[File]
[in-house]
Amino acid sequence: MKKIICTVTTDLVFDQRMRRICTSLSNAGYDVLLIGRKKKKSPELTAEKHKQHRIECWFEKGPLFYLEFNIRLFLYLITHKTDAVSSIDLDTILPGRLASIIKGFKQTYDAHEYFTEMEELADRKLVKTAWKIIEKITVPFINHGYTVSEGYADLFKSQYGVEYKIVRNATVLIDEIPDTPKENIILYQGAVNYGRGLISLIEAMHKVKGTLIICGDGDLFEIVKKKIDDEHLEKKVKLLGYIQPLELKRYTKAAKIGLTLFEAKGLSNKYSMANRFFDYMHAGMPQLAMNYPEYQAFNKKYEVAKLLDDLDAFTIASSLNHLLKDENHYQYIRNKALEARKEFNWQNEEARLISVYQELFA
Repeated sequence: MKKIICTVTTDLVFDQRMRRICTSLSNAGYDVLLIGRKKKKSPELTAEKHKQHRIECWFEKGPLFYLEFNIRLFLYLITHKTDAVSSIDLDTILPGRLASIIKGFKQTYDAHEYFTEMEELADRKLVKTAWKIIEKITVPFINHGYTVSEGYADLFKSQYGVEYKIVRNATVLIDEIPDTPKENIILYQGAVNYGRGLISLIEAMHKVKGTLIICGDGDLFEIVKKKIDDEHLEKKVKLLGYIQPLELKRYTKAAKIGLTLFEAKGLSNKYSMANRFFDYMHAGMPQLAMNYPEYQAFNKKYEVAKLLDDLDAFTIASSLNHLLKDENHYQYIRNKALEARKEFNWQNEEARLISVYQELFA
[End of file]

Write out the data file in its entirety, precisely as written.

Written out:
[in-house]
Amino acid sequence: MKKIICTVTTDLVFDQRMRRICTSLSNAGYDVLLIGRKKKKSPELTAEKHKQHRIECWFEKGPLFYLEFNIRLFLYLITHKTDAVSSIDLDTILPGRLASIIKGFKQTYDAHEYFTEMEELADRKLVKTAWKIIEKITVPFINHGYTVSEGYADLFKSQYGVEYKIVRNATVLIDEIPDTPKENIILYQGAVNYGRGLISLIEAMHKVKGTLIICGDGDLFEIVKKKIDDEHLEKKVKLLGYIQPLELKRYTKAAKIGLTLFEAKGLSNKYSMANRFFDYMHAGMPQLAMNYPEYQAFNKKYEVAKLLDDLDAFTIASSLNHLLKDENHYQYIRNKALEARKEFNWQNEEARLISVYQELFA
Repeated sequence: MKKIICTVTTDLVFDQRMRRICTSLSNAGYDVLLIGRKKKKSPELTAEKHKQHRIECWFEKGPLFYLEFNIRLFLYLITHKTDAVSSIDLDTILPGRLASIIKGFKQTYDAHEYFTEMEELADRKLVKTAWKIIEKITVPFINHGYTVSEGYADLFKSQYGVEYKIVRNATVLIDEIPDTPKENIILYQGAVNYGRGLISLIEAMHKVKGTLIICGDGDLFEIVKKKIDDEHLEKKVKLLGYIQPLELKRYTKAAKIGLTLFEAKGLSNKYSMANRFFDYMHAGMPQLAMNYPEYQAFNKKYEVAKLLDDLDAFTIASSLNHLLKDENHYQYIRNKALEARKEFNWQNEEARLISVYQELFA